Slides - Clinical Trial Results

Report
Cost-Effectiveness of Fractional Flow
Reserve-Guided Percutaneous
Coronary Intervention in Patients with
Stable Coronary Disease:
Results from the FAME 2 trial
William Fearon, Bernard De Bruyne, Nico Pijls,
David Shilane, Derek Boothroyd, Pim Tonino,
Emmanuele Barbato, Peter Juni, and Mark Hlatky
on behalf of the FAME 2 Trial Investigators
Disclosure Statement of Financial Interest
Within the past 12 months, I or my spouse/partner have had a financial
interest/arrangement or affiliation with the organization(s) listed below.
Affiliation/Financial Relationship
• Grant/Research Support
• Consulting Fees/Honoraria
• Major Stock Shareholder/Equity
• Royalty Income
• Ownership/Founder
• Intellectual Property Rights
• Other Financial Benefit
Company
• St. Jude Medical, NIH
•
HeartFlow
FAME 2 was sponsored by St. Jude Medical
Background
• The FAME 2 trial is a multicenter, international,
randomized study comparing fractional flow
reserve (FFR)-guided percutaneous coronary
intervention (PCI) to best medical therapy (MT)
in patients with stable coronary disease.
• The study was stopped early because of a
significantly higher rate of the composite
endpoint of death, MI and urgent
revascularization in patients assigned to MT.
Trial Design
Stable patients with 1, 2, or 3 vessel CAD evaluated for PCI with DES
n=1220
FFR in all target lesions
Registry
Randomized Trial
At least 1 stenosis with
FFR ≤ 0.80 (n=888)
All FFR > 0.80
(n=322)
Randomization 1:1
PCI + MT
MT
MT
50% randomly assigned
to follow-up
Primary Endpoint: Death, MI, Urgent Revascularization at 2 years
Trial Results
FFR-Guided
PCI
(n=447)
MT
(n=441)
P-Value
4.3
12.7
<0.001
Death
0.2
0.7
0.31
Myocardial Infarction
3.4
3.2
0.89
Urgent Revascularization
1.6
11.1
<0.001
Free from Angina (1 month)
71
48
<0.001
Primary Endpoint
%
De Bruyne, et al. New Engl J Med 2012;367:991-1001.
Objective
• The aim of this presentation is to describe the
economic and quality of life implications of
the FFR-guided PCI strategy in the FAME 2
trial.
Methods
• Direct medical costs of the index procedure and
hospitalization were calculated from actual
resource consumption.
• Follow-up events were assigned costs based on
Medicare’s reimbursement rate per diagnosis
related group.
• Cumulative costs over 12 months were calculated
monthly using an incremental approach.
Methods
• Angina was assessed at baseline, 1, 6 and 12 months.
• Patient utility (quality of life) was assessed using the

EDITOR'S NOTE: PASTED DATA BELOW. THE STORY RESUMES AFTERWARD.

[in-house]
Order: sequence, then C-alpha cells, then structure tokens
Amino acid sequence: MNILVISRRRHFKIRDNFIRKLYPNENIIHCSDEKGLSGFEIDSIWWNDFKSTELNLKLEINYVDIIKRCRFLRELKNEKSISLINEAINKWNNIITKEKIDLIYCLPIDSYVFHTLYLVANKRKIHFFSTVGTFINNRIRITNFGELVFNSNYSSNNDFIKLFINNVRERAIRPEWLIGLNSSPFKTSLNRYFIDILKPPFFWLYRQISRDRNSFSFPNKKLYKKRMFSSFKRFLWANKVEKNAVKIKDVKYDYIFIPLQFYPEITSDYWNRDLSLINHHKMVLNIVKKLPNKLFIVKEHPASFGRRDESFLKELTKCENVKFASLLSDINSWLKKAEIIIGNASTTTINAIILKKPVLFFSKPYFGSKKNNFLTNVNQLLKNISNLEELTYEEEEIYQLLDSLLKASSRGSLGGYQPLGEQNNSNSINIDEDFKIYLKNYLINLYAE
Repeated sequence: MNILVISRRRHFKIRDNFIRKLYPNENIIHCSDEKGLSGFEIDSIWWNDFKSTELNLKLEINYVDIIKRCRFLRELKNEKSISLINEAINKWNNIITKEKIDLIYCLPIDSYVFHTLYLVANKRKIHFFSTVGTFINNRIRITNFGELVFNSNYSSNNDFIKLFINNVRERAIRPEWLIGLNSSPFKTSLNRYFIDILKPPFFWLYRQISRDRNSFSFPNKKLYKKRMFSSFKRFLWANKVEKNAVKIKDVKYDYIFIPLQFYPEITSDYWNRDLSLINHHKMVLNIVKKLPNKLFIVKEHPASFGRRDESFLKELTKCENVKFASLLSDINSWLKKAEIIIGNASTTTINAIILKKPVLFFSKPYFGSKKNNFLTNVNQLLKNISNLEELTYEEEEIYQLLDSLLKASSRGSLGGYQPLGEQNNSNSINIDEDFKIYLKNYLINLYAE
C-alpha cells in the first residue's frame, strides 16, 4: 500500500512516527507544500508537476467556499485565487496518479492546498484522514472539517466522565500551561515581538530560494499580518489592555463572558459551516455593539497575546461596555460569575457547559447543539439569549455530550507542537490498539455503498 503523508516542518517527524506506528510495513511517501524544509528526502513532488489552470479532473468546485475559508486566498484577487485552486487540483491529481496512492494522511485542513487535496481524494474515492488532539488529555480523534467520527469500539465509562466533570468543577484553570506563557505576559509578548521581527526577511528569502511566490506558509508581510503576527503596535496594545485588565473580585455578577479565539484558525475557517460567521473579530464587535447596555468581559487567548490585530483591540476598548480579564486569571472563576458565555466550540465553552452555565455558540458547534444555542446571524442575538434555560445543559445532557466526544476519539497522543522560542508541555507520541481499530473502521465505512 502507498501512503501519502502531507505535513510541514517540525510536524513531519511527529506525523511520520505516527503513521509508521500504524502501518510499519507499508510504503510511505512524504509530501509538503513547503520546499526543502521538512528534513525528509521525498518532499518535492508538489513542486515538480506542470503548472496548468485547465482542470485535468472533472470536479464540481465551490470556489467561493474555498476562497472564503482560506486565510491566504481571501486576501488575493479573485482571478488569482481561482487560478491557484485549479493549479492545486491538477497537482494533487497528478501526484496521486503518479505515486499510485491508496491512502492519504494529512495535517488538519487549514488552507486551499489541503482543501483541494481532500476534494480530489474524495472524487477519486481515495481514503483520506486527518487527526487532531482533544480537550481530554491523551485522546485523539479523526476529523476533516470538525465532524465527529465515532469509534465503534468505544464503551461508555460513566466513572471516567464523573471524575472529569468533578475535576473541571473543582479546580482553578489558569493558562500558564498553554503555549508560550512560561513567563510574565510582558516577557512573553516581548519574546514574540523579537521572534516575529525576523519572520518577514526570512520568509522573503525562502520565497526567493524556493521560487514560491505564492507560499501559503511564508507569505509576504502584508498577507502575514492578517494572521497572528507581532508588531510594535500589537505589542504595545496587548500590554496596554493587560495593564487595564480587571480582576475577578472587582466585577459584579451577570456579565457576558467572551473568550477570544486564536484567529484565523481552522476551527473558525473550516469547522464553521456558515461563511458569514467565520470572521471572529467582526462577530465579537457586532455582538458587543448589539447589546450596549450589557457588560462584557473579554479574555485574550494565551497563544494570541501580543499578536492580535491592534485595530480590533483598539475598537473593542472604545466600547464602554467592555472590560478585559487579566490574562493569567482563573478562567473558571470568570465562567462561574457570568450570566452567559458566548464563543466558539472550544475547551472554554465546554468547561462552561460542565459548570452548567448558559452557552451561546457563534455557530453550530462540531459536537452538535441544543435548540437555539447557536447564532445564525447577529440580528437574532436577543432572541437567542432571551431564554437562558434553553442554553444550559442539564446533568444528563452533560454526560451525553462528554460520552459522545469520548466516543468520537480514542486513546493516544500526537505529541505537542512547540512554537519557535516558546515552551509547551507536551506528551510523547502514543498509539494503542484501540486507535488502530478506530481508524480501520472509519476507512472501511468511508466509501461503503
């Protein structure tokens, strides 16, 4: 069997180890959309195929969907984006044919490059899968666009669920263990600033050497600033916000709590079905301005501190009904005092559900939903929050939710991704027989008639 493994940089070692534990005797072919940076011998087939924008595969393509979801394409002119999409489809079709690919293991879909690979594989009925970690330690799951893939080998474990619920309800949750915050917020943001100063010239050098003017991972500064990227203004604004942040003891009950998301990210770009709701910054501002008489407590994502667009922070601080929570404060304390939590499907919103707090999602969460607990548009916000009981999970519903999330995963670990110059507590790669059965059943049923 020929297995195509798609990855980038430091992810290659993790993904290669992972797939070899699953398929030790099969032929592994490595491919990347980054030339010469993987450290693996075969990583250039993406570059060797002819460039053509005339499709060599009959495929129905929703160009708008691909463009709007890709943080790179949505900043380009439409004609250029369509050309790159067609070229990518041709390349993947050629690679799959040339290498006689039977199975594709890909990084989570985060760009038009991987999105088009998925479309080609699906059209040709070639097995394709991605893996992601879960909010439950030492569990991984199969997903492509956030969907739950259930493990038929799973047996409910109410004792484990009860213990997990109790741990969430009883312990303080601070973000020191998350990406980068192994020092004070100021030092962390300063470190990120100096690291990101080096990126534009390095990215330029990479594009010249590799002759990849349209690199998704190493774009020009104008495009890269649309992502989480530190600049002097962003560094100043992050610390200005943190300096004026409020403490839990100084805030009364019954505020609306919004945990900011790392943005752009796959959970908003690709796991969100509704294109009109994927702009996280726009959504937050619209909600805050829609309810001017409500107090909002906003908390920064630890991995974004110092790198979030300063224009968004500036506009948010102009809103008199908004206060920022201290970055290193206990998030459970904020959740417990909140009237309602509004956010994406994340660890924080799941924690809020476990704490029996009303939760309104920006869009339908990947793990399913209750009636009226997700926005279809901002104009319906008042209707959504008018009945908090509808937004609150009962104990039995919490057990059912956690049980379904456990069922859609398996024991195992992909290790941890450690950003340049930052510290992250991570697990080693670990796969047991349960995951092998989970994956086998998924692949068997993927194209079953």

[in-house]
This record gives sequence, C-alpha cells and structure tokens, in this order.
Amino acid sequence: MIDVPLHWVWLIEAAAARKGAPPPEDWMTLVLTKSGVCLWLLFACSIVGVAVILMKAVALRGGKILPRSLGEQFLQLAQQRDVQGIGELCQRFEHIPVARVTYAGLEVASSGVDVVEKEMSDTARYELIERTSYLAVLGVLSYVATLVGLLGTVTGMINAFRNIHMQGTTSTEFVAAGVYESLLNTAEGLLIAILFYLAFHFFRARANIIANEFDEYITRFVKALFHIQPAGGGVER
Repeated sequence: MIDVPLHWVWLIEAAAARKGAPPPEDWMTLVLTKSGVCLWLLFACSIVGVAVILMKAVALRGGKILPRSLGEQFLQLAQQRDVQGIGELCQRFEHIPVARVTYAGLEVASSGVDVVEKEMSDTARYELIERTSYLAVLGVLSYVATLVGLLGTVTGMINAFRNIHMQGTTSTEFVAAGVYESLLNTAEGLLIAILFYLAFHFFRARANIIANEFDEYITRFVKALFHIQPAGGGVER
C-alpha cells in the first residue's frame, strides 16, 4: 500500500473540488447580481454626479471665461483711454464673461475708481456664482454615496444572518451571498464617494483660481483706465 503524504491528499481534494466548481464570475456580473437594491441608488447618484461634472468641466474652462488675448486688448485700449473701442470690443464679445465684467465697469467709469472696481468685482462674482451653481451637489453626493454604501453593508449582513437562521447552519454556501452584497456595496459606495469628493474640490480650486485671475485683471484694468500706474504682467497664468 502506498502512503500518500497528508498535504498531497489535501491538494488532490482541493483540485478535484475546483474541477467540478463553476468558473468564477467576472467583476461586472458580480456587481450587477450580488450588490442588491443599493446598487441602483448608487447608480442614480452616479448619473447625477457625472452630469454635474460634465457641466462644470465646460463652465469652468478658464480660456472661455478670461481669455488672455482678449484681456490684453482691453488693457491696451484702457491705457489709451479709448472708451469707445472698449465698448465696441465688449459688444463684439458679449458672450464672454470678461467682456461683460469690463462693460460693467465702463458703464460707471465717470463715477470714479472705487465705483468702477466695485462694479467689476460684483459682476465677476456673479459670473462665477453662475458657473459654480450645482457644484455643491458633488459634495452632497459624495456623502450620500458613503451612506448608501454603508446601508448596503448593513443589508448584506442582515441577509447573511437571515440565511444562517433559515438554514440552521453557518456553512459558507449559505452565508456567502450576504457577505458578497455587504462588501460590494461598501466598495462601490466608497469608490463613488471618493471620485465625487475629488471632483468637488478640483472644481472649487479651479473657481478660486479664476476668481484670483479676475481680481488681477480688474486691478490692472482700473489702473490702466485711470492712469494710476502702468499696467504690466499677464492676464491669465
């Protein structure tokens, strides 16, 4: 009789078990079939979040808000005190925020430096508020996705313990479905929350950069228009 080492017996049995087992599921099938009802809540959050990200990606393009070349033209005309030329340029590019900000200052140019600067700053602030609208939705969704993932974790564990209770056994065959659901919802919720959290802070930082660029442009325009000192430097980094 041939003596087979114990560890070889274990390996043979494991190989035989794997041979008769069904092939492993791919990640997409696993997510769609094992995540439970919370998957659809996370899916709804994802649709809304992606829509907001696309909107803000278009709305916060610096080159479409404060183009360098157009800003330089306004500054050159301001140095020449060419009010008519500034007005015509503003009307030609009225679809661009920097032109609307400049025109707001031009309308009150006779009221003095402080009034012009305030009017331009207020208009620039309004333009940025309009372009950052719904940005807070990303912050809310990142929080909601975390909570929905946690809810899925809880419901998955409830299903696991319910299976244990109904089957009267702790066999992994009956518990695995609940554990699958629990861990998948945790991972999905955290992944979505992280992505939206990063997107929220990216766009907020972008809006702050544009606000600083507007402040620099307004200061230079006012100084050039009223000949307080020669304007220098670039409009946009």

EQ-5D with US weights at baseline, 1 and 12 months.

Because the trial was stopped early, only 11% of
patients had 12 month utility measured. We used the
change in scores from baseline to 1 month to project
quality adjusted life-years (QALYs).
• We calculated the cost-effectiveness ratio during the
first 12 months (in-trial), and because the treatment
effect is likely to extend further, we projected the
analysis out to 3 years.
Methods
• We assumed that the one year cost difference
persisted in subsequent follow-up.
• We estimated the utility difference in 2 ways:

Improved by PCI (in both arms) and lasted 1 year

One month difference declined linearly over 3 years
Methods
Freedom from Angina in COURAGE
Weintraub, et al. New Engl J Med 2008;359:677-687.
Methods
• We assumed that the one year cost difference
persisted in subsequent follow-up.
• We estimated the utility difference in 2 ways:

Improved by PCI (in both arms) and lasted 1 year

One month difference declined linearly over 3 years
• The Cost-Effectiveness Ratio was calculated as:
(Cost FFR-PCI – Cost MT)
(Δ QALYFFR-PCI – Δ QALYMT)
Results
One Year Cost Estimates Per Patient
Baseline
Drug-Eluting Stent(s)
Follow-up
Revascularization
Total
FFR-Guided
PCI
MT
$8,790
$3,305
$4,304
$48
$2,584
$5,561
$442
$3,928
$11,374
$8,866
Cumulative Costs over 12 Months
$2,508
$5,485
% of study population
100%
56%
11%
Results
Quality of Life at 1 Month
FFR-Guided
PCI
MT
p-value
Class 0-1
89
71
<0.001
Class 2-4
11
29
<0.001
0.054
0.003
<0.001
Angina (%)
Utility Change
FFR-Guided PCI Cost-Effectiveness
In-trial results
$2,500 / 0.047 QALY = $53,000 / QALY
Three Year Projection
$2,500 / 0.079 QALY = $32,000 / QALY
Cost-Effectiveness
CE Benchmarks:
>$150,000 / QALY
Hemodialysis ≈ $50,000 / QALY
WHO GDP std ≈ $150,000 / QALY
$50K-150K / QALY
Study
COURAGE
Comparators
Angio-Guided PCI
vs Medical Therapy
<$50,000 / QALY
CE Ratio
≥ $168,000 / QALY
Cost-Effectiveness
CE Benchmarks:
>$150,000 / QALY
Hemodialysis ≈ $50,000 / QALY
WHO GDP std ≈ $150,000 / QALY
$50K-150K / QALY
Study
Comparators
<$50,000 / QALY
CE Ratio
COURAGE
Angio-Guided PCI
vs Medical Therapy
≥ $168,000 / QALY
FAME 1
Angio-Guided PCI vs
FFR-Guided PCI
FFR-Guided PCI is
Dominant (↓$ / ↑QALY)
Cost-Effectiveness
CE Benchmarks:
>$150,000 / QALY
Hemodialysis ≈ $50,000 / QALY
WHO GDP std ≈ $150,000 / QALY
$50K-150K / QALY
Study
Comparators
<$50,000 / QALY
CE Ratio
COURAGE
Angio-Guided PCI
vs Medical Therapy
≥ $168,000 / QALY
FAME 1
Angio-Guided PCI vs
FFR-Guided PCI
FFR-Guided PCI is
Dominant (↓$ / ↑QALY)
FAME 2
FFR-Guided PCI vs
Medical Therapy
$32,000 / QALY
Limitations
• This study is limited by the short time
horizon.
• Cost-effectiveness estimates have wide
confidence limits due to

Model assumptions

Parameter uncertainty

Statistical uncertainty
Conclusion:
• FFR-Guided PCI has higher initial cost than
medical therapy.
• The cost gap narrows by >50% at one year.
• Angina and quality of life are significantly
improved by FFR-Guided PCI compared to
medical therapy.
• FFR-Guided PCI appears to be economically
attractive in cost-effectiveness analysis.

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